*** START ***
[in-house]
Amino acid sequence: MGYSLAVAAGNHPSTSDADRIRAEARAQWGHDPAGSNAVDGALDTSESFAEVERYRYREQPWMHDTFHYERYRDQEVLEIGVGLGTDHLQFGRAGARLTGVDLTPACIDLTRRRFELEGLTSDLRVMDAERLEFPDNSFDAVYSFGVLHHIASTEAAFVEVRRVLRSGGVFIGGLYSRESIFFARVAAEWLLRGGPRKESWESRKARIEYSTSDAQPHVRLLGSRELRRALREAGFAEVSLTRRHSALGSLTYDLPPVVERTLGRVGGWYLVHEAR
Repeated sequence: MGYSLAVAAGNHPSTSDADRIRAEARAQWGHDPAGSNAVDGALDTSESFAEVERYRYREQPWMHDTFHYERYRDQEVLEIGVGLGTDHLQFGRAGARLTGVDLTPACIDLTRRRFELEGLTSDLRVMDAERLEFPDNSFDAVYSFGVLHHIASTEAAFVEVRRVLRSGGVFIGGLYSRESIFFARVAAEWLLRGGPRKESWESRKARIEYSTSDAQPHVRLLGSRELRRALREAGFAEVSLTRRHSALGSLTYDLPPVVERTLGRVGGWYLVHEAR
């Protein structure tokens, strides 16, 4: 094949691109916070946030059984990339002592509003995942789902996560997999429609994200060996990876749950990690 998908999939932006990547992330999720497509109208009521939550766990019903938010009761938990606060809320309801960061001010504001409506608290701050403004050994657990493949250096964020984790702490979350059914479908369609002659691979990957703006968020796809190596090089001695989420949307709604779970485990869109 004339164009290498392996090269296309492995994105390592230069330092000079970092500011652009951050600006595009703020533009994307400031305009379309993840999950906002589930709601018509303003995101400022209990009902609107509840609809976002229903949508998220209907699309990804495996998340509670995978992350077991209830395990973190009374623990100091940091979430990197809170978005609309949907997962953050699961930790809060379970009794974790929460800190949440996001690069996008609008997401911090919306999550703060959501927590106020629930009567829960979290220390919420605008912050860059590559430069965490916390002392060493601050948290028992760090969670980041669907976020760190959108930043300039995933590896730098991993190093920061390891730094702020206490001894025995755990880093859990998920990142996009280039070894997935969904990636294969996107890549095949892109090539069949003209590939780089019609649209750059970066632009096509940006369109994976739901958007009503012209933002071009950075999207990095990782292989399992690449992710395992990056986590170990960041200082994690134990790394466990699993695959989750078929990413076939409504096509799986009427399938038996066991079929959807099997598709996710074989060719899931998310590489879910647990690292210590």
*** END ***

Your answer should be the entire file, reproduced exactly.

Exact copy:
[in-house]
Amino acid sequence: MGYSLAVAAGNHPSTSDADRIRAEARAQWGHDPAGSNAVDGALDTSESFAEVERYRYREQPWMHDTFHYERYRDQEVLEIGVGLGTDHLQFGRAGARLTGVDLTPACIDLTRRRFELEGLTSDLRVMDAERLEFPDNSFDAVYSFGVLHHIASTEAAFVEVRRVLRSGGVFIGGLYSRESIFFARVAAEWLLRGGPRKESWESRKARIEYSTSDAQPHVRLLGSRELRRALREAGFAEVSLTRRHSALGSLTYDLPPVVERTLGRVGGWYLVHEAR
Repeated sequence: MGYSLAVAAGNHPSTSDADRIRAEARAQWGHDPAGSNAVDGALDTSESFAEVERYRYREQPWMHDTFHYERYRDQEVLEIGVGLGTDHLQFGRAGARLTGVDLTPACIDLTRRRFELEGLTSDLRVMDAERLEFPDNSFDAVYSFGVLHHIASTEAAFVEVRRVLRSGGVFIGGLYSRESIFFARVAAEWLLRGGPRKESWESRKARIEYSTSDAQPHVRLLGSRELRRALREAGFAEVSLTRRHSALGSLTYDLPPVVERTLGRVGGWYLVHEAR
């Protein structure tokens, strides 16, 4: 094949691109916070946030059984990339002592509003995942789902996560997999429609994200060996990876749950990690 998908999939932006990547992330999720497509109208009521939550766990019903938010009761938990606060809320309801960061001010504001409506608290701050403004050994657990493949250096964020984790702490979350059914479908369609002659691979990957703006968020796809190596090089001695989420949307709604779970485990869109 004339164009290498392996090269296309492995994105390592230069330092000079970092500011652009951050600006595009703020533009994307400031305009379309993840999950906002589930709601018509303003995101400022209990009902609107509840609809976002229903949508998220209907699309990804495996998340509670995978992350077991209830395990973190009374623990100091940091979430990197809170978005609309949907997962953050699961930790809060379970009794974790929460800190949440996001690069996008609008997401911090919306999550703060959501927590106020629930009567829960979290220390919420605008912050860059590559430069965490916390002392060493601050948290028992760090969670980041669907976020760190959108930043300039995933590896730098991993190093920061390891730094702020206490001894025995755990880093859990998920990142996009280039070894997935969904990636294969996107890549095949892109090539069949003209590939780089019609649209750059970066632009096509940006369109994976739901958007009503012209933002071009950075999207990095990782292989399992690449992710395992990056986590170990960041200082994690134990790394466990699993695959989750078929990413076939409504096509799986009427399938038996066991079929959807099997598709996710074989060719899931998310590489879910647990690292210590």